ARDF Training Week(s) Feb 17 to March 4th

Filed under: Latest News,Radio Orienteering by Joseph on February 25th, 2018

Illia Ivanko put on the most intense ARDF training camp in the US ever. We had 12 events over 16 days at 7 venues.  That was 6 Classics, 2 FoxOring, and 5 Sprint events. (One day we had 2 sprint courses.)  We had 6 new people try the sport and a couple of them are enthusiastic about this “new” sport.  There was general agreement that Classic ARDF is more challenging, and FoxOring is a bit less challenging than Orienteering.

BOK has another 4 ARDF events on the schedule this year and Patrick and Kelly have scheduled another 4 events for Kelly’s middle school.  We are all planning to work together to build on the existing schedule to have at least one event per month.

Vadim built 8 excellent receivers for BOK, so we had equipment to loan to the newcomers, and I believe this good quality equipment contributes to the enthusiasm of the newcomers.Everyone happy after a successful event
(Horses and the PNC Arena in the background)

We have plenty of brand new high quality receivers for you to use.
Bring your own headphones. 
(We have headphones you can use but I think you will prefer your own.)

We will have beginners instruction at every event.

Here is the week’s schedule. (Event descriptions below.)  Please register for events you plan on attending.  You can submit one form for multiple events if you want to plan ahead, or submit the form each time you plan to attend a single event if you want to stay flexible.

[cforms name=”ARDF Training and Competition”]

Classic 80m and 2m events consist of 5 controls.  All the transmitters are on the same frequency and each transmitter turns on for 1 minute and off for 4 minutes, then the sequence repeats.  To qualify you only need to get 1 transmitter, the beacon, and finish on time.

Sprint course has 2 sets of 5 controls.  Each set has its own frequency, and one set beeps faster.  Each transmitter is on for 12 seconds and off for 48 seconds.  You find one set, punch in at the beacon, get the second set and finish.  The beacon has its own frequency and is on continuously.

FoxOring course is a Score course, so you can take the controls in any order.  Control locations are  marked on the map, and the transmitter is within 50m of the the center of the circle. You orienteer to control location, however when you are about 50m from the transmitter you can hear the signal, and use your radio receiver to locate the transmitter without going to the circle location.  You punch in at the transmitter, not the location on the map.  (Usually there is no flag at the location marked on your map, however at this event there will be a flag at the marked location, but don’t punch in there, punch in at the transmitter.

Demonstration course: Two transmitters on different frequencies are on continuously.  Course length about 300m.

BOK has 7 high quality 80 meter receivers to loan out at the events, so if you haven’t tried it before be sure to try it out at the Open event and then attend some of the others.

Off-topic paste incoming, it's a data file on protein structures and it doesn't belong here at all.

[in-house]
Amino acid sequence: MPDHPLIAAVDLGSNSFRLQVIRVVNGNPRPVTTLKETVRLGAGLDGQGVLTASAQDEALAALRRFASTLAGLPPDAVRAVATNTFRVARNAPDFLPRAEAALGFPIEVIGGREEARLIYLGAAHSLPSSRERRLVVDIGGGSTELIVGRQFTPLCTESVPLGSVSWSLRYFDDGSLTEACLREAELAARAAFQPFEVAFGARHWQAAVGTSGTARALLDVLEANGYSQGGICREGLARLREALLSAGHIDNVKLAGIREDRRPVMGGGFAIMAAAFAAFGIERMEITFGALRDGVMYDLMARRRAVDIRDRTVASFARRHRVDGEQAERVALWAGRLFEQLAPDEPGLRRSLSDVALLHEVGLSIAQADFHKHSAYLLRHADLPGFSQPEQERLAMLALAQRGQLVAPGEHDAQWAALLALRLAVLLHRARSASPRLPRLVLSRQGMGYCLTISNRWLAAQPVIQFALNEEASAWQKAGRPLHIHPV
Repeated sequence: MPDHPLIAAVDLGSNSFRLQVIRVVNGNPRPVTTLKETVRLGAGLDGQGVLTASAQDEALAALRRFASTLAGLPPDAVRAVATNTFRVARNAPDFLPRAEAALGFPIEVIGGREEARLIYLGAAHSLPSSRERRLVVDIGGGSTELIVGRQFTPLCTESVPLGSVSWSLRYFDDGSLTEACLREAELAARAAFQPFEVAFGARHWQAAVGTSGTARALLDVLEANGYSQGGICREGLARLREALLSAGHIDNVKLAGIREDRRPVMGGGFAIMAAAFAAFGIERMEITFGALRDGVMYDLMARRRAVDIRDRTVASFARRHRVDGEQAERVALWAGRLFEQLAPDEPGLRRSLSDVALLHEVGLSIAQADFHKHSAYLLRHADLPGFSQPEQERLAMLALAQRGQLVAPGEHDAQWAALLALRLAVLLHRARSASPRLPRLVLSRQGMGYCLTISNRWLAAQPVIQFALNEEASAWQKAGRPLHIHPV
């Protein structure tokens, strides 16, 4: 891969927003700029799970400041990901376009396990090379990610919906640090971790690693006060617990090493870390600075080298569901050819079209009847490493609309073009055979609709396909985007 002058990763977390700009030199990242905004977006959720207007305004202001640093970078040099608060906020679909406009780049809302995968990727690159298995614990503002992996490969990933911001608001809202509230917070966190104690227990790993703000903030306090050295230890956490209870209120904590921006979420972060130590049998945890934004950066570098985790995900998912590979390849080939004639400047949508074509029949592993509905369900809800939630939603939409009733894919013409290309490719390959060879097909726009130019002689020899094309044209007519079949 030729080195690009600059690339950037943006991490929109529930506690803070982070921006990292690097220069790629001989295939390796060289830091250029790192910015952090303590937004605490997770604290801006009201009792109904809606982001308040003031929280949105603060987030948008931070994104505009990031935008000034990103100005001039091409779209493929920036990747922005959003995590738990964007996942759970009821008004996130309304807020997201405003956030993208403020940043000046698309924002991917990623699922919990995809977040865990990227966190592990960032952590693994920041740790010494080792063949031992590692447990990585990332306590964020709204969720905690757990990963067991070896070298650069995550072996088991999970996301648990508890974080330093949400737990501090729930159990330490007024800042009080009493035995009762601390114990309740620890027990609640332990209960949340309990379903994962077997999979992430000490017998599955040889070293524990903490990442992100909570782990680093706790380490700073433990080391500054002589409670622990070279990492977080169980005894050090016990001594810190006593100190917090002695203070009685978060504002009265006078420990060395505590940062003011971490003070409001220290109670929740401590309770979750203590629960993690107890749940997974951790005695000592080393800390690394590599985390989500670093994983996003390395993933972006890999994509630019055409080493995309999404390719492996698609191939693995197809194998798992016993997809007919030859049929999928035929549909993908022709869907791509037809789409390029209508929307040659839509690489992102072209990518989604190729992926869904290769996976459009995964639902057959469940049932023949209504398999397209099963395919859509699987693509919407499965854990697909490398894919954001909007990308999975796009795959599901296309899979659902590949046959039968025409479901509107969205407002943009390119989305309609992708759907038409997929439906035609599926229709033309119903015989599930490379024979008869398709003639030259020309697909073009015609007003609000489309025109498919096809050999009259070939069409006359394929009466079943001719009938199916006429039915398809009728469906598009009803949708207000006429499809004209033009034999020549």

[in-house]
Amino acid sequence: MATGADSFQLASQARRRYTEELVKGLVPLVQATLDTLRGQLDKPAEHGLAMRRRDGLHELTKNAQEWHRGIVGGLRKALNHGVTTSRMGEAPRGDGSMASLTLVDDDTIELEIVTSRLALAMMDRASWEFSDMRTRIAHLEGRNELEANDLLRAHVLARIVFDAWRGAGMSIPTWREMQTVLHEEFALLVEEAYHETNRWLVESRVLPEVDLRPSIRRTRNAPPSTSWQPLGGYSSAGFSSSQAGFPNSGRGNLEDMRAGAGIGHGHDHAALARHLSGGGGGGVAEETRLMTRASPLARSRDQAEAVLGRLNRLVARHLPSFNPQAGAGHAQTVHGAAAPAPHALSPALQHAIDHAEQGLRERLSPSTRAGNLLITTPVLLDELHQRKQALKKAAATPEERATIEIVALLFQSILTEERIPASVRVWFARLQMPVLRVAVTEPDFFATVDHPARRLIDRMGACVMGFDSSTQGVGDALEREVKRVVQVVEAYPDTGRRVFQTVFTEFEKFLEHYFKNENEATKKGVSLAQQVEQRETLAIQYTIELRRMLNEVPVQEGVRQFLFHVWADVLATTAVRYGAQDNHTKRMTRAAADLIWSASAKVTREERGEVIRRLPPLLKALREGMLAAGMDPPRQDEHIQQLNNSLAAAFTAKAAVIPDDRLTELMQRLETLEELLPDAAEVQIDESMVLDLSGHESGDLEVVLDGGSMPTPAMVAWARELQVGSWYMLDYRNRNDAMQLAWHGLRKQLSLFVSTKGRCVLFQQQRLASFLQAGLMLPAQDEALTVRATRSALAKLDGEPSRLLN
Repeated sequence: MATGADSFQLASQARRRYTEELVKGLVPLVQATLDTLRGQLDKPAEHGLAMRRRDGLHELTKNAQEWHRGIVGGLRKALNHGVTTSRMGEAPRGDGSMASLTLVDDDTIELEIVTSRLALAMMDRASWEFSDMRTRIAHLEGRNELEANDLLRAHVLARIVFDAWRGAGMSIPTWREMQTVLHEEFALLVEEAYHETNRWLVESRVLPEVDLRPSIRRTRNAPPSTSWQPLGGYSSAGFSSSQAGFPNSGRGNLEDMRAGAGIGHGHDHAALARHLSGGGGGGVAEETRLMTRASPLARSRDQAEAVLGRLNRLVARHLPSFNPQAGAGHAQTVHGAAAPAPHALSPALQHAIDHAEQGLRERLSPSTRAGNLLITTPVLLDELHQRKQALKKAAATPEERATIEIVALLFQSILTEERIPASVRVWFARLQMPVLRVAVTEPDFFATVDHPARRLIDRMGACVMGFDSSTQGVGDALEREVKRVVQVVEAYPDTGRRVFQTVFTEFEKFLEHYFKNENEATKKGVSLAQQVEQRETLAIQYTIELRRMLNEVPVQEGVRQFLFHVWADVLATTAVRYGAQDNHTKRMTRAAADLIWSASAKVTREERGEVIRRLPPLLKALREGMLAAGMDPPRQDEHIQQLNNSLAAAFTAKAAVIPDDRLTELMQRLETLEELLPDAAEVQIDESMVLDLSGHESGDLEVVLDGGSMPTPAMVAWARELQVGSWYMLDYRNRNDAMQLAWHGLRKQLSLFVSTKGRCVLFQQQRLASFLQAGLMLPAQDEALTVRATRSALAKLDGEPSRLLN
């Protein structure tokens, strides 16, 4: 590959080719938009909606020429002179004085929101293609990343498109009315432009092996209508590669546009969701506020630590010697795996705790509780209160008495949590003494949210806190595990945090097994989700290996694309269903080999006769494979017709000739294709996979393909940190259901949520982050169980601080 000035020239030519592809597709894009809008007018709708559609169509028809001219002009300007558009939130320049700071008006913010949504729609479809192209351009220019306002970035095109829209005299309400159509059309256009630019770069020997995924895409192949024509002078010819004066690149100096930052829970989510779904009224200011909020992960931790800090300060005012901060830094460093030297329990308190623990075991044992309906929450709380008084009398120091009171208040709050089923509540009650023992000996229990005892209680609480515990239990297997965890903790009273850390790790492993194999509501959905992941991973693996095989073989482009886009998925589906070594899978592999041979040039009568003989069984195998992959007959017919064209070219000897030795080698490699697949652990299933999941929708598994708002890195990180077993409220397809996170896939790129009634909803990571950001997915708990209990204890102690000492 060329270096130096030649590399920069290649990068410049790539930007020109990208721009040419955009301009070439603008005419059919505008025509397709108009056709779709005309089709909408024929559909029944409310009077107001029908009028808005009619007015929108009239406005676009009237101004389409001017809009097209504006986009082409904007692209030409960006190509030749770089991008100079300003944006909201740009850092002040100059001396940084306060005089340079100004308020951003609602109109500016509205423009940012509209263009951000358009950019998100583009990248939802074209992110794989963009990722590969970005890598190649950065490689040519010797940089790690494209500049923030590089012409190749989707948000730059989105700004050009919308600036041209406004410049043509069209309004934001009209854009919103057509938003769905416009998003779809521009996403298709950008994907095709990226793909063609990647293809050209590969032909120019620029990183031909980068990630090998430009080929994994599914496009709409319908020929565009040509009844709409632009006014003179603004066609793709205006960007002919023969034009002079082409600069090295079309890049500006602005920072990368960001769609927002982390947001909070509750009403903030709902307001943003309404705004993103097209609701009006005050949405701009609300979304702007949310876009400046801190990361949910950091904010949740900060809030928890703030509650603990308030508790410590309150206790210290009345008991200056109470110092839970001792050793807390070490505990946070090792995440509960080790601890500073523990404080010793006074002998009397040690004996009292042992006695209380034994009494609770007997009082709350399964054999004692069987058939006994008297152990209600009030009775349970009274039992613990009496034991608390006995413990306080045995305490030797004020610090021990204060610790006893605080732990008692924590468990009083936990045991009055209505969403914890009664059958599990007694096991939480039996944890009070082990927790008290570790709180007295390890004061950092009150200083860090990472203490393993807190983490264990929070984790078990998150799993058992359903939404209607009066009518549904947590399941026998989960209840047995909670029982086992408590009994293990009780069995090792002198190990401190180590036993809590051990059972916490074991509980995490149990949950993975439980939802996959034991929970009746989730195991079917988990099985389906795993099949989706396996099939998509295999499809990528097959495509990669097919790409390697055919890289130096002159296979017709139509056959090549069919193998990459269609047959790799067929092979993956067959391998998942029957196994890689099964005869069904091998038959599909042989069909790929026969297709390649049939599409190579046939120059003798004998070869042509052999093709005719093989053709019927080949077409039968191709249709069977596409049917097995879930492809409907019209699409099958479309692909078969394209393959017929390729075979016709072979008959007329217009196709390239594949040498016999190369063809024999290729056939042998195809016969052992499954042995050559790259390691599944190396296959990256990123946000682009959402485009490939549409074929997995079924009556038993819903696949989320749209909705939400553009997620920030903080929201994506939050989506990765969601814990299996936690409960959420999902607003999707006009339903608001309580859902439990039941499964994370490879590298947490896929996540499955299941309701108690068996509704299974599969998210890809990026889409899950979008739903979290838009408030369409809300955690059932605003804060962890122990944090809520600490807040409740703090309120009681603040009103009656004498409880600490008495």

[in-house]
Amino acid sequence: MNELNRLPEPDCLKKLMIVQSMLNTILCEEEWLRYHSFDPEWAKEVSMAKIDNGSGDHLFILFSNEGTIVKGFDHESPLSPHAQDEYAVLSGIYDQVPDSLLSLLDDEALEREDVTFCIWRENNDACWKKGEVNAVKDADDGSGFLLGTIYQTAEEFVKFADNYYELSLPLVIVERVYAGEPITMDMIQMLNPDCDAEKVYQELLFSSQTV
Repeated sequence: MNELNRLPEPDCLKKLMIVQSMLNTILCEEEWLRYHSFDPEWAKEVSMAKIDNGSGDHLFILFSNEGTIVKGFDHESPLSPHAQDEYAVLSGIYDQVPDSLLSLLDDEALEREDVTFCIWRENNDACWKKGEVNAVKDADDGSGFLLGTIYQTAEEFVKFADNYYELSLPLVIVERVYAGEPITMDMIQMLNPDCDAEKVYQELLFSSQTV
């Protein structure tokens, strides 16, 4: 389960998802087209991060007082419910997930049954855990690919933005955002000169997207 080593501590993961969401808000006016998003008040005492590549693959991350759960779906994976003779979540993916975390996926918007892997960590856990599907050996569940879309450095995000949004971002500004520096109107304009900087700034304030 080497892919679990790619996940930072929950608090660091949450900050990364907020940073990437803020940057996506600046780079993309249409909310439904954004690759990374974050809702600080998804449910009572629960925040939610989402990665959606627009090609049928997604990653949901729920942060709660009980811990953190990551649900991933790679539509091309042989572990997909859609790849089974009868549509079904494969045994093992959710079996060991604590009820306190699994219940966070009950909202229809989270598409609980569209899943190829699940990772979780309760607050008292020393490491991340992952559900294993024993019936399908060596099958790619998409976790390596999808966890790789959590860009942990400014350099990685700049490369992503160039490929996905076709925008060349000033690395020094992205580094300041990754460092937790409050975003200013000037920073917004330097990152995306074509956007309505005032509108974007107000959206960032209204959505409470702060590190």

Report on Saturday, Feb. 17th 80 m classic at Umstead West

Our first event was a success.  We use Patrick’s transmitters and everything went off with only one tiny hitch… the beacon (the transmitter at the finish that stays on all the time) went off for a while when the antenna got disconnected accidentally.

There are two types of receivers for the 80m band.  The “loop” and the “ferrite rod”, and while they work the same way the loop type has a strong signal when it is held sideways, and the rod type picks up the strong signal when it is held frontways.  Unfortunately Harold learned on the rod type, but was using our new loop type at the event.  The unfortunate result was that while he was navigating close to the controls he kept circling the transmitter and was unable to find one.  We felt terrible that he had this frustrating experience, but his spirits were still good and he is ready to try again tomorrow.

Report on Sunday, Feb. 18th FoxOring event at Eno River

Dave Waller put on a great event open orienteering event at Eno River.  He set out a FoxOring course where you orienteer to a control circle on the map and then use your receiver to locate the very low power control within about 40 meters from the circle center.  I am very happy to report that Harold found all the controls using our new “loop” receivers after his frustrating lesson on Saturday.

Report for Monday, Feb. 19th – sprint at Schenck Forest

We had a small group in the cold fog at Schenck on Monday.  We learned that Sprints are hard!  Each receiver is only on for 12 seconds so the whole set of 5 transmitters repeat every minute.  It is difficult to locate a transmitter in 12 seconds! (But at least you don’t have to wait long for it to come on again.)

Report for Tuesday, Feb. 20th – 2 sprints at Schenck Forest

We had two sets of sprints today.  After everyone completed their sprint Illia moved the controls and we went out for a second sprint.